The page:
The Blitz Brothers were a popular rock band who frequently opened for touring headliners in the 1970s and 1980s. Richard “Blitz” Livoni began playing guitar at the age of eight and continued through college, eventually opening for the Nitty Gritty Dirt Band, Hoyt Axton, Tim Buckley, Jackson Browne, Linda Rondstadt, and others.
“I hated electric guitars when I was a little kid,” says Livoni. He liked jug bands. “Kazoos and shit.”
But when the Animals released “House of the Rising Sun” in the 1960s, Livoni says he went out and rented an electric guitar and amplifier. He taught himself to play Paul Butterfield’s East-West and every track on John Mayall’s Blues Breakers album as well. “I became a victim of the Jimi-Jeff-Clapton syndrome.” He laughs.
Livoni was playing in an Orange County band called Fast Eddie when he left them to start the Blitz Brothers in 1973. The original members were Livoni, Jamison, and a former Mickey Mouse Club Mouseketeer on drums and vocals named Dickie Dodd, a former member of the Standells who sang their big hit “Dirty Water.”
The Blitz Brothers made their name at L.A. clubs like Gazzarri’s, the Starwood, and the Pasadena Hilton. “Van Halen was our competition.”
By the time the Blitz Brothers migrated south to San Diego venues such as the Spirit Club, Ledbetter’s, the Palace, and Neutral Ground, Livoni had gained a reputation as a blistering-hot guitarist.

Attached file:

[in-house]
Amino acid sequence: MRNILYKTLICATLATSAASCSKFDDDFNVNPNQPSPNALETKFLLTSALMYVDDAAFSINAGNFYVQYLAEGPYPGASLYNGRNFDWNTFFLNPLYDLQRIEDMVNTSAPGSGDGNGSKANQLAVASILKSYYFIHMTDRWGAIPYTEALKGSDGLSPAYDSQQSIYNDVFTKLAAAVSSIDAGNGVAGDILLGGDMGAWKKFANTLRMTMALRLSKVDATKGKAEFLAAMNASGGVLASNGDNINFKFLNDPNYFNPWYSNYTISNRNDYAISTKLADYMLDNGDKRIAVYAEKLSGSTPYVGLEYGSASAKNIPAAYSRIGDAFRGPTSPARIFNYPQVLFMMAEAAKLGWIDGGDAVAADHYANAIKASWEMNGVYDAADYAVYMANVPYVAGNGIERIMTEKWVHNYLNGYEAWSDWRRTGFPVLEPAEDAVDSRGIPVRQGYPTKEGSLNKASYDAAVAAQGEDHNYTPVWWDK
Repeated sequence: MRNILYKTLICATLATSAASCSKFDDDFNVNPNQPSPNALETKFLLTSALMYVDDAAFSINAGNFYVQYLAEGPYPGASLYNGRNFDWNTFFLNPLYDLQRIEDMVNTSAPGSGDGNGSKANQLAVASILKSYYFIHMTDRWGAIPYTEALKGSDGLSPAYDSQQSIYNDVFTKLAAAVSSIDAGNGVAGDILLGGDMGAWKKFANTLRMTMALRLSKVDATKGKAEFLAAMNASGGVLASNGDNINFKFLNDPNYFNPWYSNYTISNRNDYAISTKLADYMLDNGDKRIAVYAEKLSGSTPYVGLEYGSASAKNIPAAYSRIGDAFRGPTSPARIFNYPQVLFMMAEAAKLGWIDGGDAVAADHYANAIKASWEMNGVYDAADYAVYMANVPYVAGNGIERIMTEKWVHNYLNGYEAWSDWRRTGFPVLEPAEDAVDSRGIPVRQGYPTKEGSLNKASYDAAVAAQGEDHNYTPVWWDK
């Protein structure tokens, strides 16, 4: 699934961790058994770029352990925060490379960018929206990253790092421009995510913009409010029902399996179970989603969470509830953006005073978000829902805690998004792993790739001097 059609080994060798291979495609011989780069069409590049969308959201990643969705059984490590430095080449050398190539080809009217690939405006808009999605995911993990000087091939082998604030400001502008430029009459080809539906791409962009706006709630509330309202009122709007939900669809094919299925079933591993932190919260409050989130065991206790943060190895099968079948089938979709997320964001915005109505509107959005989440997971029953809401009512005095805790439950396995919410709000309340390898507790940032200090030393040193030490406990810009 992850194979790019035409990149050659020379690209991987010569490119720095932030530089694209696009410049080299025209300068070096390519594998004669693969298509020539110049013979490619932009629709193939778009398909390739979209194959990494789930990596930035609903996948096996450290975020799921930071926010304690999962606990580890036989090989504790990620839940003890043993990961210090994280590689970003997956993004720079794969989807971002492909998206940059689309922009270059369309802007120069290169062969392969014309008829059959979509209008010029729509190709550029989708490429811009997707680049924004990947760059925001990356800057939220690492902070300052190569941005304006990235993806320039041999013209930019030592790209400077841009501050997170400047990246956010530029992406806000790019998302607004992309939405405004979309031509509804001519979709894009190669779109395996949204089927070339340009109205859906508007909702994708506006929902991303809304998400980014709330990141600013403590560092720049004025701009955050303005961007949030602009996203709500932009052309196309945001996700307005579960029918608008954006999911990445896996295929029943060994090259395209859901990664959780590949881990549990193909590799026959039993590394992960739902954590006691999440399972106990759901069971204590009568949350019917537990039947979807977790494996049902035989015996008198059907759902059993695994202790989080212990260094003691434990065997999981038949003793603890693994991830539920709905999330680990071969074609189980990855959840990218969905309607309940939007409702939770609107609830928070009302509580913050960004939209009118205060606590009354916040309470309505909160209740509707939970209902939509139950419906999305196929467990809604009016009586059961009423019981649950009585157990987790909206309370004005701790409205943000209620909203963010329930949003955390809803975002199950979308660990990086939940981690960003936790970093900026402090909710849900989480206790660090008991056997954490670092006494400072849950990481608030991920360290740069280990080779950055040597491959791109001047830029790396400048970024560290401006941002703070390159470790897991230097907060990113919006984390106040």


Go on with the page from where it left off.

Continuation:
When Livoni shuttered the Blitz Brothers in 1986 (“One reason was that nightclubs weren’t drawing because of changes in the liquor laws”), he needed a job. “I put an ad in the Reader advertising myself as a recording engineer and I’ve been booked steadily ever since.”
The first Blitz Studio was in the basement of his home in Mission Hills. Blitz went on to record bands and write music in a private stand-alone state-of-the-art digital studio in south Mission Hills on Reynard Way, as well as playing with Sons of Edison.
A quarter century after they split, the band reunited on August 7, 2011, at Winston’s in OB. Why start over? The answer, Livoni says, is Barney Roach. “Being the big daddy of the band was no fun.” Roach, who will fill the spot once occupied by Danny (Jamison) Blitz on bass guitar, is the new hustle behind the organizing of gigs and rehearsals and all of the day-to-day tedium, says Livoni, that goes with running a band.
What’s in it for Roach? “I get to be in a band with one of my all-time guitar idols,” he says.
After the band reunited with Livoni and founding drummer Dickie Dodd, keyboardist Rick Randle was added to the lineup in early 2013. Livoni underwent an emergency surgical procedure on June 20 of that year, after suffering retinal detachment.
Danny "Blitz" Jamison, who played bass with the band for over 15 years, passed away in June 2014. "We went from Finnigan's Rainbow all the way to stadium shows," says Livoni. "He and I wrote hundreds of songs together and played our hearts out."